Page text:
# Support Vector Machine Tuning

Support Vector Machine is an algorithm with many options and parameters to adjust. Furthermore, tuning SVM hyperparameters correctly is vital for its reliability and performance.

In this Support Vector Machine tutorial we will cover some of the most crucial settings you can make to have an SVM model running ideally.

## 1- Kernel

Probably the most fundamental parameter in an SVM model that should be selected carefully. It’s also one of the difficult parameters to tune if you don’t have data science or statistical experience.

Kernel selection boils down to the linearity of your dataset and choosing a kernel that best works with the kind of dataset in hand. Options are below and default value is rbf.

• linear
• poly
• rbf
• sigmoid
• precomputed

If data is linear choosing linear makes sense if data has polynomial relation, poly will be a good option while rbf is used to handle more complex relations in data and sigmoid is used to replicate neural network like implementations.

You might also be interested in choosing a LinearSVM model rather than going with a regular SVM model with “linear” kernel option as this can offer significant benefits and improved results. You can find information regarding choosing different SVM models in the tutorial below:

Otherwise here is a simple Python code showing how to specify kernels with Support Vector Machine models using Scikit-Learn.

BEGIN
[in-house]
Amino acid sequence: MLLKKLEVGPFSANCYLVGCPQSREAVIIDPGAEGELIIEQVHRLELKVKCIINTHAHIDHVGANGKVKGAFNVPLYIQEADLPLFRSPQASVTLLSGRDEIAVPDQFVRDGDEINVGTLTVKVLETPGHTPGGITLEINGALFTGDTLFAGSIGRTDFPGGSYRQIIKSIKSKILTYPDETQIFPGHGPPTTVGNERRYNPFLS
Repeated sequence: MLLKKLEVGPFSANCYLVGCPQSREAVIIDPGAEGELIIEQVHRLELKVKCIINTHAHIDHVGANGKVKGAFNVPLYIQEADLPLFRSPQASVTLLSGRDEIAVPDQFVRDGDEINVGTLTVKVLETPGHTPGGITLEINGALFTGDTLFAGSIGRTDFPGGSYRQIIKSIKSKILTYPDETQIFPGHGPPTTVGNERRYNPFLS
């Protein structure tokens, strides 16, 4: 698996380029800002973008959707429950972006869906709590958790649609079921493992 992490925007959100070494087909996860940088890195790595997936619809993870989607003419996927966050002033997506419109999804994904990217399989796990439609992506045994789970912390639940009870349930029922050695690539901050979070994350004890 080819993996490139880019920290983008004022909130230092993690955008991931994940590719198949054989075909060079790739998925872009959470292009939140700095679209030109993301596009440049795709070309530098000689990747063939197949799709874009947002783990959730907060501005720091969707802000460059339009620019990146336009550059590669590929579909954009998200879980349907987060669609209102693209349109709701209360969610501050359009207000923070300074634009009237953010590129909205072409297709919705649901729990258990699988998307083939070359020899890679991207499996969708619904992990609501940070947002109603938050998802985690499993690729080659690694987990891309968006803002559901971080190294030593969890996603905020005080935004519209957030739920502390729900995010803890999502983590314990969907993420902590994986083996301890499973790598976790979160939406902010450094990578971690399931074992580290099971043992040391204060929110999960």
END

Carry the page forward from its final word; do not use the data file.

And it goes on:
SVM = SVC(kernel="poly")

## 2- C

This is the penalty parameter which can be used for regularization of the model. It only takes positive values and is 1 by default.

If C is increased mispredictions will be penalized more resulting in a model that fits more tightly. If you increase C parameter too much chances are quite high that you will end up with an overfitting SVM model.

from sklearn.svm import SVC
SVM = SVC(C=1.5)

## 3- degree

If you select polynomial kernel poly you will have the option to specify its degree using degree parameter. Here is a Python code example:

SVM = SVC(degree=3)

## 4- gamma

Gamma controls the effects of each support vector in an SVM model.

By default gamma’s value used to be auto which would equal to a gamma value of 1/feature_size but now in Scikit-Learn gamma’s default value is scale which equals

SVM = SVC(gamma=2)

## 5- cache_size

This parameter can be used to specify kernel cache size in megabytes. By default it is 200 in Scikit-Learn. Can be adjusted depending on hardware resources.

SVM = SVC(cache_size=5000)

## 6- verbose

This parameter is used to make the model produce reports in the console while running. It is False by default and can be switched on by assigning True to verbose parameter. Here is a Python code for example:

SVM = SVC(verbose=True)

In May 2016, National University of Taiwan’s C.J. Lin et. al. published a very useful guide about building Support Vector Models. This team is also behind the development of solvers Liblinear and Libsvm used by most Support Vector Machine algorithm implementations as default today.

You can check out the original Guide here:

In their words, “A Practical Guide to Support Vector Classification” is a cookbook for the novice Machine Learning practitioner:

Here we outline a “cookbook” approach which usually gives reasonable results.
Note that this guide is not for SVM researchers nor do we guarantee you will
achieve the highest accuracy.

Our purpose is to give SVM novices a recipe for rapidly obtaining
acceptable results. A classification task usually involves separating data into training and testing sets.

##### SVC
• Estimator is libsvm by default
• Uses One vs One multiclass reduction
##### LinearSVC
• Estimator is liblinear by default
• Uses One vs All multiclass reduction